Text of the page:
When choosing a engine for an application, a primary consideration is the speed range it will be operated in. Whenever a motor is run substantially slower than its ranked base speed, several potential adverse effects will come into play, including reduced cooling performance, reduced power effectiveness and a alter in the motor’s rate and torque features. To mitigate this issue, some motors and quickness controllers have already been designed especially to drive lots at low speeds with precise control.

Most domestic and commercial motor applications use 3-phase speed reducer gearbox asynchronous induction motors, which operate at a speed that is determined by the frequency of the supply power. When an application operates at a continuous speed, the only thing that is required could be a gearbox or velocity reducer that brings the engine speed down to the required level. However, many applications need the acceleration of the motor to be diverse during operation.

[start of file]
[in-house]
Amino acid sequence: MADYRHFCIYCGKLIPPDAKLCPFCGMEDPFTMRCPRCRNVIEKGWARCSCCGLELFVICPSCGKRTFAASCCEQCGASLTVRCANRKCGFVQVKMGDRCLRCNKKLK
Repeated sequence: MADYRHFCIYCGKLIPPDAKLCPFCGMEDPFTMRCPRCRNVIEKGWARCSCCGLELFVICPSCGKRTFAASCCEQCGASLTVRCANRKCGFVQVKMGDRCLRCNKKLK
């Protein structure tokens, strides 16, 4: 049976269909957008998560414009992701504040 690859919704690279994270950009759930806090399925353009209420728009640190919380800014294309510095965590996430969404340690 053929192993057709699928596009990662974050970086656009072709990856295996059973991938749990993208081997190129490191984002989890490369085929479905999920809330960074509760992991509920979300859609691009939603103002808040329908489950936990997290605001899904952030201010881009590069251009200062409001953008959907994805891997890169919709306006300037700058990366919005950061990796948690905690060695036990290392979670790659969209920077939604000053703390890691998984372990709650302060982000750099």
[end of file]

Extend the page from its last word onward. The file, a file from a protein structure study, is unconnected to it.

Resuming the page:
This is normally achieved utilizing a VFD or Adjustable Frequency Drive, which controls the speed by modifying the frequency fed to the motor. Selecting the most appropriate electric motor and VFD type depends upon a variety of factors, however, it is necessary to first look at the way the characteristics of a motor change when the velocity is reduced.

A motor usually includes a base speed, specified by the product manufacturer, that it can be made to operate at. Nevertheless, if a electric motor is operated below the bottom speed, it could experience reduced performance of the coolant system. Especially with typically used Totally Enclosed Lover Cooled (TEFC) and ODP (Open Drip Evidence) motors, where the cooling system consists mainly of a shaft-mounted enthusiast, a decrease in speed results in reduced airflow over the motor and loss of cooling, and warmth buildup occurs. Especially when the electric motor is operated with full torque at low speeds, heat can easily build up in the motor to harming levels.